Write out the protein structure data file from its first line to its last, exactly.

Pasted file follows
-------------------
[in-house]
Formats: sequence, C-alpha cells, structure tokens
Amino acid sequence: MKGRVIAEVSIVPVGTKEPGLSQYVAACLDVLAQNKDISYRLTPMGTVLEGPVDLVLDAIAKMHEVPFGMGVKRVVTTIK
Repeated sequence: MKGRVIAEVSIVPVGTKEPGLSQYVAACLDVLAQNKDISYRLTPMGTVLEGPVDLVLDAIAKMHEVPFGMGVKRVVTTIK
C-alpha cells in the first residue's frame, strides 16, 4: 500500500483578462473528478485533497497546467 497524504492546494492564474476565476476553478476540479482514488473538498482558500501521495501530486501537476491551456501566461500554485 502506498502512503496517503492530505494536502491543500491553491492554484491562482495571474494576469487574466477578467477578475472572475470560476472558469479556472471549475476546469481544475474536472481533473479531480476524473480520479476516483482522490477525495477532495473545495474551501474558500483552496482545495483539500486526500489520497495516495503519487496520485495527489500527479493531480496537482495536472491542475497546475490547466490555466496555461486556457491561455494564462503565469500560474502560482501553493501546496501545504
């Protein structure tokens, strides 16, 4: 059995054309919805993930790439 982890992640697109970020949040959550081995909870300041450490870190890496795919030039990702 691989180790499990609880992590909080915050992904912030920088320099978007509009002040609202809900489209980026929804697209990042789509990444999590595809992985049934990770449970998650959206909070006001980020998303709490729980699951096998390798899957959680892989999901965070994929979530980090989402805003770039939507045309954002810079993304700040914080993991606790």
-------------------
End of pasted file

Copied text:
[in-house]
Formats: sequence, C-alpha cells, structure tokens
Amino acid sequence: MKGRVIAEVSIVPVGTKEPGLSQYVAACLDVLAQNKDISYRLTPMGTVLEGPVDLVLDAIAKMHEVPFGMGVKRVVTTIK
Repeated sequence: MKGRVIAEVSIVPVGTKEPGLSQYVAACLDVLAQNKDISYRLTPMGTVLEGPVDLVLDAIAKMHEVPFGMGVKRVVTTIK
C-alpha cells in the first residue's frame, strides 16, 4: 500500500483578462473528478485533497497546467 497524504492546494492564474476565476476553478476540479482514488473538498482558500501521495501530486501537476491551456501566461500554485 502506498502512503496517503492530505494536502491543500491553491492554484491562482495571474494576469487574466477578467477578475472572475470560476472558469479556472471549475476546469481544475474536472481533473479531480476524473480520479476516483482522490477525495477532495473545495474551501474558500483552496482545495483539500486526500489520497495516495503519487496520485495527489500527479493531480496537482495536472491542475497546475490547466490555466496555461486556457491561455494564462503565469500560474502560482501553493501546496501545504
């Protein structure tokens, strides 16, 4: 059995054309919805993930790439 982890992640697109970020949040959550081995909870300041450490870190890496795919030039990702 691989180790499990609880992590909080915050992904912030920088320099978007509009002040609202809900489209980026929804697209990042789509990444999590595809992985049934990770449970998650959206909070006001980020998303709490729980699951096998390798899957959680892989999901965070994929979530980090989402805003770039939507045309954002810079993304700040914080993991606790």